June figures from the Russian Central Bank show that Moscow added 106 tons of gold to its nearly 2,000-ton stockpile in the first six months of 2018, with the country dumping much of its US bond holdings in the process. But does Russia rely on other countries to store its precious metal, or is it safe and sound at home? Sputnik found the answer.
Russia’s gold reserves rose to 1,944 tons as of June 2018, up from less than 500 tons just a decade ago. The holdings, amounting to over 17 percent of Russia’s total foreign reserves, were shored up in part by offloading some $77 billion worth worth of its US Treasury bills, bonds and notes over the last six months or so.
In recent years, the central banks of a number of countries have rejected the long-accepted practice of keeping their gold abroad. Most recently, the Turkish Central Bank began withdrawing its gold from the US Federal Reserve and shipping it back to Ankara at an accelerated pace. Before that, the Netherlands, Germany, Austria, and Venezuela made similar moves, repatriating all or part of their physical gold reserves from New York or other Western Central Banks. Hungary and Belgium have also mulled bringing their gold home for safekeeping.
Gold repatriation operations have not been without their difficulties. In 2013, when Germany began the repatriation of its gold from the US, so-called “logistical difficulties” saw just five tons of some 300 brought home that year, giving rise to theories that the US was holding up the process. When the Dutch Central Bank launched their repatriation program, they did so on the sly, shaving their Fed gold holdings by 122.5 tons in 2014 and only announcing that they did so after the fact. Turkish President Recep Tayyip Erdogan, perhaps sensing problems with Turkey’s repatriation efforts, proposed ditching dollar loans in favor of loans “based on gold” at the recent G20 meeting in April.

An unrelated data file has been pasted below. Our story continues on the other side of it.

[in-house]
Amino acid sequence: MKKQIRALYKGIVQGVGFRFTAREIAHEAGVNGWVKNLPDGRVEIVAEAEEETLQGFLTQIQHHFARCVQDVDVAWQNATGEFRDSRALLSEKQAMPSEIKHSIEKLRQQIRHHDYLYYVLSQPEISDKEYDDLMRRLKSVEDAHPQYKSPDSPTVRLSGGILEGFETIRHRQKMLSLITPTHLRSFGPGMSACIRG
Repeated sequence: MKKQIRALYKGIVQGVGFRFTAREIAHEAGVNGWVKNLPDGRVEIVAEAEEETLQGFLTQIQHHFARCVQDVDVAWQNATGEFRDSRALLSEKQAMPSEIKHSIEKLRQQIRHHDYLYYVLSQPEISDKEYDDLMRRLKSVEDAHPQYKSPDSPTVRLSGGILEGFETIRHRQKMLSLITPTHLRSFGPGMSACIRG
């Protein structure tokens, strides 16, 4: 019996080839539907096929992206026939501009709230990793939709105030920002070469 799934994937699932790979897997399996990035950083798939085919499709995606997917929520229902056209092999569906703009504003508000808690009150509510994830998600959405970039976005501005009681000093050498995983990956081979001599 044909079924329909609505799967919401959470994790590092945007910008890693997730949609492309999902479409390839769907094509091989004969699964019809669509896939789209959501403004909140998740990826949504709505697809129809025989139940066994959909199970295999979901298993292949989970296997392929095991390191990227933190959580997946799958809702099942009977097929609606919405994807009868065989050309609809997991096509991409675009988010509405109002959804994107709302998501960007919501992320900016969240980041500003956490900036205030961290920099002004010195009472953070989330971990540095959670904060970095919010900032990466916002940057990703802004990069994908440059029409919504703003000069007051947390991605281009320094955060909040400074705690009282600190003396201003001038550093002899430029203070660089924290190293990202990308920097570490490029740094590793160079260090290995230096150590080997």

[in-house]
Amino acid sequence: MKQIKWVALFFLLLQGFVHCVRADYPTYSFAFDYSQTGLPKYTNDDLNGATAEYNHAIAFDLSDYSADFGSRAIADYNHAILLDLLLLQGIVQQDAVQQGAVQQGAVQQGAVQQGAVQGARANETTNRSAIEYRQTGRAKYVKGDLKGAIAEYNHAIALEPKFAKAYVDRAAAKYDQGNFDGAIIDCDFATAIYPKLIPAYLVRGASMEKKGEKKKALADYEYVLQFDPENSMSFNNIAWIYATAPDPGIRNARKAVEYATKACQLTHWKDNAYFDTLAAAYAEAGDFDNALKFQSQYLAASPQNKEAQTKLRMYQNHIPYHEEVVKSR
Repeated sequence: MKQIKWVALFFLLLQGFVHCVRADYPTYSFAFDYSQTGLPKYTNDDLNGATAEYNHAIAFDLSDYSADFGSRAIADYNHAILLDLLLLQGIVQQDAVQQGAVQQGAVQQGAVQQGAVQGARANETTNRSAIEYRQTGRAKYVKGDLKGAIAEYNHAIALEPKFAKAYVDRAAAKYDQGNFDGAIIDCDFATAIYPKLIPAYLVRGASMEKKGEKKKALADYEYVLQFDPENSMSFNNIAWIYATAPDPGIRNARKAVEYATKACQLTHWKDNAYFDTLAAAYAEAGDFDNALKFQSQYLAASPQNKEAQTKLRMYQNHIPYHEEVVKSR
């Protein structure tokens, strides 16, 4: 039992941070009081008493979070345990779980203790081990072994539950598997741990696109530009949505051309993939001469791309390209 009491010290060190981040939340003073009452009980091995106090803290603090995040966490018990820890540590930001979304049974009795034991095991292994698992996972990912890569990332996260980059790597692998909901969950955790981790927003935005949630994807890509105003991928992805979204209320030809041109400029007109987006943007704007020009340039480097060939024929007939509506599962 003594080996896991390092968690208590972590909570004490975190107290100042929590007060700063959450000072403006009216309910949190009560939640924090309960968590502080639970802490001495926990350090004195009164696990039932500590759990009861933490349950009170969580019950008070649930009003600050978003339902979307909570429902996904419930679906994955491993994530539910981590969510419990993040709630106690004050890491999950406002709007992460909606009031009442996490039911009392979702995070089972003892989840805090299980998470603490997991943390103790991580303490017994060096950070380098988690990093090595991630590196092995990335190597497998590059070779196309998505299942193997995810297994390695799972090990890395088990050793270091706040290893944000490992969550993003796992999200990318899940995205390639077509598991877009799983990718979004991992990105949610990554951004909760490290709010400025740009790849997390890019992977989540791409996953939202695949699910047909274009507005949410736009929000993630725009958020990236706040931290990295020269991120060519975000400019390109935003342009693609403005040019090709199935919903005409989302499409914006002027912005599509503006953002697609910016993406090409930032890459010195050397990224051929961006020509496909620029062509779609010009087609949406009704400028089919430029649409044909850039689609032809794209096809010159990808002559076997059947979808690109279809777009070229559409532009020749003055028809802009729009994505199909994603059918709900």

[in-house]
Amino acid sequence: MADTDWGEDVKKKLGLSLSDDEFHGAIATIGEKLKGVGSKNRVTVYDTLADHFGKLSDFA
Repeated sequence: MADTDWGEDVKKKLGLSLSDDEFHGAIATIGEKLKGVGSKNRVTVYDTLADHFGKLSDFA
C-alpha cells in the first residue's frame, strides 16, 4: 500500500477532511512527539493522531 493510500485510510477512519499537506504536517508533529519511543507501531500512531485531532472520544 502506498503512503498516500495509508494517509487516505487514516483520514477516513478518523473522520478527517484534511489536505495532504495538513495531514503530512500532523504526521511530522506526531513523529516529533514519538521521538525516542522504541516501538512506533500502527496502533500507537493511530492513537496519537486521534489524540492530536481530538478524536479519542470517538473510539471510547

Russia won’t face any headaches in repatriating any gold because its reserves are already held in the country. Nearly two-thirds of Russia’s stocks of the precious metal are held at the Central Bank’s repository in Moscow, shrouded in secrecy until recently. In 2017, a Komsomolskaya Pravda journalist became the first to get a glimpse of the Moscow storage facility, with rows and rows of containers with 20 gold bars between 12 and 13 kilograms apiece shown in a 17,000-square-meter warehouse.
Russia’s gold reserves. The Central Bank’s Central Gold Depository.
The rest of Russia’s gold is stored in St. Petersburg, and the city of Ekaterinburg in the Russian Urals.
Russia made it into the top five gold-holding nations in February 2018; if the current acquisition trend continues, the country should expect to reach the top three in the near future; over the long term, the country could top the Soviet-era record of 2,800 metric tons of gold in 1941.
Russia is one of the world’s top gold producers. Over two-thirds of Russia’s gold is mined in the Far Eastern and Siberian regions of Amur, Khabarovsk, Magadan, Irkutsk, Krasnoyarsk and Yakutia; much of the rest is mined in the Urals, Karelia and Murmansk. At present, geologists estimate that Russia has about 12,500 tons of recoverable gold that’s yet to be mined.